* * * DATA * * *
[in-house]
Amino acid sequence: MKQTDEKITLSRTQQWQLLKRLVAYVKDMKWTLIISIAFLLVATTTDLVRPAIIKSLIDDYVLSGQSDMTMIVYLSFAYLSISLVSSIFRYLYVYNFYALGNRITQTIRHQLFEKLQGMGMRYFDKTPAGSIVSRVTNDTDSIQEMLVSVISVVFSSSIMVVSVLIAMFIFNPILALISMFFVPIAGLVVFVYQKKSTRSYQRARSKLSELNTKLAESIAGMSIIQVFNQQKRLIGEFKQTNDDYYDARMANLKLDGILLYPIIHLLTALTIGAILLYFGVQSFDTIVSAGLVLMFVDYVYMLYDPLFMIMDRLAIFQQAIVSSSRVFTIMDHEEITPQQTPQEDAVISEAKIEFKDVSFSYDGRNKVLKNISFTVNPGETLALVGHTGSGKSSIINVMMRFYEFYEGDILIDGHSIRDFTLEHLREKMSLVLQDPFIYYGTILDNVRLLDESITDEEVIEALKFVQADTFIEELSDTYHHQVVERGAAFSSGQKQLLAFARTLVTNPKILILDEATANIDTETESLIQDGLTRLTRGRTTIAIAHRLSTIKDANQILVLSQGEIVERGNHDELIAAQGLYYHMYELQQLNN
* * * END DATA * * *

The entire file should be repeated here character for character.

[in-house]
Amino acid sequence: MKQTDEKITLSRTQQWQLLKRLVAYVKDMKWTLIISIAFLLVATTTDLVRPAIIKSLIDDYVLSGQSDMTMIVYLSFAYLSISLVSSIFRYLYVYNFYALGNRITQTIRHQLFEKLQGMGMRYFDKTPAGSIVSRVTNDTDSIQEMLVSVISVVFSSSIMVVSVLIAMFIFNPILALISMFFVPIAGLVVFVYQKKSTRSYQRARSKLSELNTKLAESIAGMSIIQVFNQQKRLIGEFKQTNDDYYDARMANLKLDGILLYPIIHLLTALTIGAILLYFGVQSFDTIVSAGLVLMFVDYVYMLYDPLFMIMDRLAIFQQAIVSSSRVFTIMDHEEITPQQTPQEDAVISEAKIEFKDVSFSYDGRNKVLKNISFTVNPGETLALVGHTGSGKSSIINVMMRFYEFYEGDILIDGHSIRDFTLEHLREKMSLVLQDPFIYYGTILDNVRLLDESITDEEVIEALKFVQADTFIEELSDTYHHQVVERGAAFSSGQKQLLAFARTLVTNPKILILDEATANIDTETESLIQDGLTRLTRGRTTIAIAHRLSTIKDANQILVLSQGEIVERGNHDELIAAQGLYYHMYELQQLNN